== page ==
To comprehend the impact of Operation Paperclip on Ameri­can national security during the early days of the Cold War, and the legacy of war-fighting technology it has left behind, it is impor­tant first to understand that the program was governed out of an office in the elite "E" ring of the Pentagon. The Joint Intelligence Objectives Agency (JIOA) was created solely and specifically to recruit and hire Nazi scientists and put them on weapons projects and in scientific intelligence programs within the army, the navy, the air force, the CIA (starting in 1947), and other organizations. In some cases, when individual scientists had been too close to Hitler, the JIOA hired them to work at U.S. military facilities in occupied Germany. The JIOA was a subcommittee of the Joint Intel­ligence Committee (JIC), which provided national security infor­mation for the Joint Chiefs of Staff. The JIC remains the least known and least studied U.S. intelligence agency of the twentieth century. To understand the mind-set of the Joint Intelligence Committee, consider this: Within one year of the atomic bomb­ings of Hiroshima and Nagasaki, the JIC warned the Joint Chiefs of Staff that the United States needed to prepare for "total war" with the Soviets — to include atomic, chemical, and biological warfare — and they even set an estimated start date of 1952. This book focuses on that uneasy period, from 1945 to 1952, in which the JIOA's recruitment of Nazi scientists was forever on the rise, culminating in Accelerated Paperclip, which allowed individuals previously deemed undesirable to be brought to the United States — including Major General Dr. Walter Schreiber, the surgeon general of the Third Reich.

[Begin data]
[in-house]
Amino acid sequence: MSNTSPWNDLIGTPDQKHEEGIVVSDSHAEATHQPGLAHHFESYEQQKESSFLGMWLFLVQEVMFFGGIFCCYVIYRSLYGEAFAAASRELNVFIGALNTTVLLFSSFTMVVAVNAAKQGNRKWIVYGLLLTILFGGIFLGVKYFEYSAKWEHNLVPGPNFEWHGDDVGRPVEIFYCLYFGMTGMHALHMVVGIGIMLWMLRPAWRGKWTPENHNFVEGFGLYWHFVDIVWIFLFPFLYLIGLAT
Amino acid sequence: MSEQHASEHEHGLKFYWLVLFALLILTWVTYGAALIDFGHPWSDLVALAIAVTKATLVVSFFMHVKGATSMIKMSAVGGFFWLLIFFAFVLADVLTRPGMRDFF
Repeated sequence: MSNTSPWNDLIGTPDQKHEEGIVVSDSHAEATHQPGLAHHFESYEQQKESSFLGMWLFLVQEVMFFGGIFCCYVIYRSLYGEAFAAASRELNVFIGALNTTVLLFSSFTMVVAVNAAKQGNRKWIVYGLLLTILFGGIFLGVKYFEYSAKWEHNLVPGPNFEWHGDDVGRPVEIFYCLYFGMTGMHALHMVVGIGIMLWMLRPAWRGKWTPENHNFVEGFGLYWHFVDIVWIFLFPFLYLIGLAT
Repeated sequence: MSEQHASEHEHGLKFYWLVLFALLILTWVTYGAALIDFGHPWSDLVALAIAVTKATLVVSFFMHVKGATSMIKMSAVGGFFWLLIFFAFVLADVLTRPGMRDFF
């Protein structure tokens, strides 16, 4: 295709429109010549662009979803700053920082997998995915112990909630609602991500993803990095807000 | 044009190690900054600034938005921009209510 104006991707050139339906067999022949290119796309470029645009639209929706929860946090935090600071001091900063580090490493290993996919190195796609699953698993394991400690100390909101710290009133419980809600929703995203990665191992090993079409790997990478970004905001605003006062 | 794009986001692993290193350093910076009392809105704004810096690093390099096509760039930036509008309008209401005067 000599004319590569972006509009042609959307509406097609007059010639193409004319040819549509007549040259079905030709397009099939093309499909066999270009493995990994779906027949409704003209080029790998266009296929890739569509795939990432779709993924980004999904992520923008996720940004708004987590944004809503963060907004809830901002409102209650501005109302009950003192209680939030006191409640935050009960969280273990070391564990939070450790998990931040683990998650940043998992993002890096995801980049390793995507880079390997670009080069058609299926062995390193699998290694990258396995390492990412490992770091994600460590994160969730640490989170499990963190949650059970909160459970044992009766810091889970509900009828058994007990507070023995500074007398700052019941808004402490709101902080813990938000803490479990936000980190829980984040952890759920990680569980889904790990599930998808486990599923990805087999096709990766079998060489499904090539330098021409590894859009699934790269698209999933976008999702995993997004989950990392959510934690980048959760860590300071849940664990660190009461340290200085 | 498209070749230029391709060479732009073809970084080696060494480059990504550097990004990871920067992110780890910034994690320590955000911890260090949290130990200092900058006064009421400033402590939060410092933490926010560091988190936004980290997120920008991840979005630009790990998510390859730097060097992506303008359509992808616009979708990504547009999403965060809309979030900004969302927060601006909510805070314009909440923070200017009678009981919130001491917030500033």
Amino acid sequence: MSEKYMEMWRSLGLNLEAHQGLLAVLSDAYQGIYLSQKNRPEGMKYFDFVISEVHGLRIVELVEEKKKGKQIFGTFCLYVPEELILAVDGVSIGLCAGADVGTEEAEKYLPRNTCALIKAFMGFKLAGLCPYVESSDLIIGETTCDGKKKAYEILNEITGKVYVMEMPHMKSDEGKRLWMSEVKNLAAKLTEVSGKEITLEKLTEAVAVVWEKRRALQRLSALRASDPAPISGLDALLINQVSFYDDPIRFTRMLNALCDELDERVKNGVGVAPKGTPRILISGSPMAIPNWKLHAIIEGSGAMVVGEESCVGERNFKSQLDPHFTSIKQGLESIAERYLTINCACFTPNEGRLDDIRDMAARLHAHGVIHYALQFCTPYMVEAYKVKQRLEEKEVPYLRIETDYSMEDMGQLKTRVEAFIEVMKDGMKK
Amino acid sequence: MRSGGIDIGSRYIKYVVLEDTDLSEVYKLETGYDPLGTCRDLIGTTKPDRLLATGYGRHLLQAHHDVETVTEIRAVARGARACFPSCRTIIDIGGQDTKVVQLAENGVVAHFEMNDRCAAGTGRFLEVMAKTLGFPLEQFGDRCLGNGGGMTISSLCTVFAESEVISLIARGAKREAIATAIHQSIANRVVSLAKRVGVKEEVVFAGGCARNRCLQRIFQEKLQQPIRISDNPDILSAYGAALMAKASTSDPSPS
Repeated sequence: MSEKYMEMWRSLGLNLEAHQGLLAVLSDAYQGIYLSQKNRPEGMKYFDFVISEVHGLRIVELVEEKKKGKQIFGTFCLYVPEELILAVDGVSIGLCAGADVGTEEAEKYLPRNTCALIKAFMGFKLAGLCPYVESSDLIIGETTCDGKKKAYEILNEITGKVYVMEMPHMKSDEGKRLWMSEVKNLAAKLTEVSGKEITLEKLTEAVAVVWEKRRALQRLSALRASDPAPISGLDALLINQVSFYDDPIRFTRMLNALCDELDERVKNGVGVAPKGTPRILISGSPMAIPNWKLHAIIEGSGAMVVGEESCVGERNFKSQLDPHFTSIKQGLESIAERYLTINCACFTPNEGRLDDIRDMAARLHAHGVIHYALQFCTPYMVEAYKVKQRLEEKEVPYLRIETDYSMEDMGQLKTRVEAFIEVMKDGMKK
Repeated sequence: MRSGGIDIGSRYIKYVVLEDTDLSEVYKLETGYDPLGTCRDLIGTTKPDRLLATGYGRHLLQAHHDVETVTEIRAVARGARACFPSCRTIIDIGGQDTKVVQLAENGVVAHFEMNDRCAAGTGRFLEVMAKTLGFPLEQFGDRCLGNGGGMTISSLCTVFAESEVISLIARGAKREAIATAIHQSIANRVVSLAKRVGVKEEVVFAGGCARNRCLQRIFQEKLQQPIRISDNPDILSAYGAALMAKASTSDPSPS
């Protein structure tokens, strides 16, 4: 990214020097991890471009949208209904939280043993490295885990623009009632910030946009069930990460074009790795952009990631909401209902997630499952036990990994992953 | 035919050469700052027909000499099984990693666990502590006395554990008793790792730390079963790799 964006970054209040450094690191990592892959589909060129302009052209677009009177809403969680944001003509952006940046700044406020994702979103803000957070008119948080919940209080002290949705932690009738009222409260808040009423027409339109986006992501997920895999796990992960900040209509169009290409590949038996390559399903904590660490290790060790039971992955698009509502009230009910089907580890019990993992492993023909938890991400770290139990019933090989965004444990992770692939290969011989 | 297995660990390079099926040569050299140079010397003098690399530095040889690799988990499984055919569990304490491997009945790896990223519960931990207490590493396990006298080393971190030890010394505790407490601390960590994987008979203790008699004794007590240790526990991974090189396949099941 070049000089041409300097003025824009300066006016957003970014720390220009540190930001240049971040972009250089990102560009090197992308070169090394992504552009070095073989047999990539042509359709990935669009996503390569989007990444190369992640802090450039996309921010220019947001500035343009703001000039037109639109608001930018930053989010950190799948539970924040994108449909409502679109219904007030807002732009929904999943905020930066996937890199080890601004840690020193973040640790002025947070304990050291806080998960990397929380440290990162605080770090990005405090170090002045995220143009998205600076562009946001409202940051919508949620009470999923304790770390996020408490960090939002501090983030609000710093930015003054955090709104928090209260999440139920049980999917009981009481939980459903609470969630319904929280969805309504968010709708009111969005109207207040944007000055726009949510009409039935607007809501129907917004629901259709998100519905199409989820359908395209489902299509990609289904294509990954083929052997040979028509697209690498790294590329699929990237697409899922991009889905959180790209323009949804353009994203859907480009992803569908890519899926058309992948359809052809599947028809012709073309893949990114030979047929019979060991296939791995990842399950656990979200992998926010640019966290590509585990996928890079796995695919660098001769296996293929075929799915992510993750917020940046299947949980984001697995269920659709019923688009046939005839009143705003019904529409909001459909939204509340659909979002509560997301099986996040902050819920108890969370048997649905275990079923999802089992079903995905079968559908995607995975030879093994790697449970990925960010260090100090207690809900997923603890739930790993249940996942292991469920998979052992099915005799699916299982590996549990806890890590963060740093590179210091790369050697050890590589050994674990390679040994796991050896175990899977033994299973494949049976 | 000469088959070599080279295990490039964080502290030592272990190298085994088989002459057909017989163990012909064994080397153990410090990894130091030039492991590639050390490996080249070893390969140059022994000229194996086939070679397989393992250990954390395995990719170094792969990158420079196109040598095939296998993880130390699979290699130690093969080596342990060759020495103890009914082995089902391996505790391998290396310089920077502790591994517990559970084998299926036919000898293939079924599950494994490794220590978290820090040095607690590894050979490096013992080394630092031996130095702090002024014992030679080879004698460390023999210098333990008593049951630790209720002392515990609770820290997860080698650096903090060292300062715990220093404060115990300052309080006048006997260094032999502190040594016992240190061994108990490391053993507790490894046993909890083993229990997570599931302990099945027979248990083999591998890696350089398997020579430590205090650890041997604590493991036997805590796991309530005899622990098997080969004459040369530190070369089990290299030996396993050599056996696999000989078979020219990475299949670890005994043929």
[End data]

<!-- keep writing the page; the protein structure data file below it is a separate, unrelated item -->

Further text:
Operation Paperclip left behind a legacy of ballistic missiles, sarin gas cluster bombs, underground bunkers, space capsules, and weaponized bubonic plague. It also left behind a trail of once-secret documents that I accessed to report this book, including postwar interrogation reports, army intelligence security dossiers, Nazi Party paperwork, Allied intelligence armaments reports, declas­sified JIOA memos, Nuremberg trial testimony, oral histories, a general's desk diaries, and a Nuremberg war crimes investigator's journal. Coupled with exclusive interviews and correspondence with children and grandchildren of these Nazi scientists, five of whom shared with me the personal papers and unpublished writ­ings of their family members, what follows is the unsettling story of Operation Paperclip.

All of the men profiled in this book are now dead. Enterprising achievers as they were, just as the majority of them won top military and science awards when they served the Third Reich, so it went that many of them won top U.S. military and civilian awards serving the United States. One had a U.S. government building named after him, and, as of 2013, two continue to have prestigious national science prizes given annually in their names. One invented the ear thermometer. Others helped man get to the moon.

From Operation Paperclip by Annie Jacobsen. Copyright 2014 by Little, Brown and Company. Excerpted by permission of Little, Brown and Company.